Comment Re:Netbooks get handled a lot rougher . . . (Score 1) 264

This was my first thought as well. They're also big with teens, a market group where I could easily see the non-techies accidentally breaking a cockpit voice recorder (I don't know how dad! I was just putting it on my bedstand and it broke! GAWD!). Sure, tech has gotten flimsier since the bulletproofs of yesteryear but people take their tech much more for granted as well, not giving the TLC we used to show it.

Netbooks Have Higher Failure Rate Than Laptops 264

Barence writes "Netbooks are more likely to fail within the first year than their more expensive laptop brethren, according to new research. SquareTrade, an independent US warranty provider, analyzed the failure rates of more than 30,000 laptops covered by its own warranties. It found that 5.8% of netbooks malfunctioned within the first year, compared to 4.7% for regular laptops and 4.2% for premium laptops costing more than $1,000. The research also raises question marks over the legendary reliability of Macs. Three PC manufacturers — Asus, Toshiba, and Sony — boasted better reliability rates than Apple. Macs have a 17.4% malfunction rate over three years, compared to market-leader Asus, which has a 15.6% failure rate. HP was the worst of the nine PC vendors listed, with a malfunction rate of 25.6% over three years."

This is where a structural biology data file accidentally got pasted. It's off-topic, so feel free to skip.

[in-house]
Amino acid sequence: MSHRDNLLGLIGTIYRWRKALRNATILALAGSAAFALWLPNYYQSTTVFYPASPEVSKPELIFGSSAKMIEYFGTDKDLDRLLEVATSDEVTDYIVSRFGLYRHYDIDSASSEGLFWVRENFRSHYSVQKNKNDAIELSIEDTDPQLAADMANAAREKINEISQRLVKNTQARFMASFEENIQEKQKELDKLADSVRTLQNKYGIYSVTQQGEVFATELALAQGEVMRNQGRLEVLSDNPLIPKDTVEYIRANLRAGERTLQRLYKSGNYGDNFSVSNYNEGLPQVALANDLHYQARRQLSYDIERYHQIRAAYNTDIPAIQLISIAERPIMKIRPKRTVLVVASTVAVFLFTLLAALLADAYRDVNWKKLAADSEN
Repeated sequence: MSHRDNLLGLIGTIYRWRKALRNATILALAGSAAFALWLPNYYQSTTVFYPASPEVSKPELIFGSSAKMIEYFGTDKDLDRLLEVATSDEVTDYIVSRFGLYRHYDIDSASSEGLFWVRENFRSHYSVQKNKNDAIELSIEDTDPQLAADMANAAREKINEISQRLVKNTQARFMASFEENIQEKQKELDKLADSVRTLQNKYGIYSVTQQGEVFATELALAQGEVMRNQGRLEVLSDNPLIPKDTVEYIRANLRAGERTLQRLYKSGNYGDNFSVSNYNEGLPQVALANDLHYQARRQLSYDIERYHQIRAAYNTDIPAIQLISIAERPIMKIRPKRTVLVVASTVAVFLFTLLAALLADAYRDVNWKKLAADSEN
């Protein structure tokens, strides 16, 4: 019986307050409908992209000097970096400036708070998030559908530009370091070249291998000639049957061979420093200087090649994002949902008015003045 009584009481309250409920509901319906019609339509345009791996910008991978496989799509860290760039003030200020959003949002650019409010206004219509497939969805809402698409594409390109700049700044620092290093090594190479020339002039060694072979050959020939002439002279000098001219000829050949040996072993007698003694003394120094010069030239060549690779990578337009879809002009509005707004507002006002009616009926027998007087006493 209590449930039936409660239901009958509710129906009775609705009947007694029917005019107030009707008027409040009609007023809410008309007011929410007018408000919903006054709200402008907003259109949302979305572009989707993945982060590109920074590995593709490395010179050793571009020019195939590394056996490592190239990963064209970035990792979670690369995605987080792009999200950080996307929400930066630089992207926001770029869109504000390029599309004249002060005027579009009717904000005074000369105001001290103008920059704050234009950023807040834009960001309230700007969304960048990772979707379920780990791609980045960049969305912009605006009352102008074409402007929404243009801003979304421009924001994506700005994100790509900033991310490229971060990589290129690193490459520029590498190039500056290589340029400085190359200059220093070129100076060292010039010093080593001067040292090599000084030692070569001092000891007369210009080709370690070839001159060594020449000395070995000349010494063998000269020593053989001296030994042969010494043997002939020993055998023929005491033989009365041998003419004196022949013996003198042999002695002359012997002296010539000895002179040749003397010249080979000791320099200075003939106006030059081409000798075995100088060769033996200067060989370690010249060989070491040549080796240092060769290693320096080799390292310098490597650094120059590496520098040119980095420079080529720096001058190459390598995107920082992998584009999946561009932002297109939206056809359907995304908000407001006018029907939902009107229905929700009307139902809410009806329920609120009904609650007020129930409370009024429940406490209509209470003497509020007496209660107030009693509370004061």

Zero-Day Vulnerabilities In Firefox Extensions 208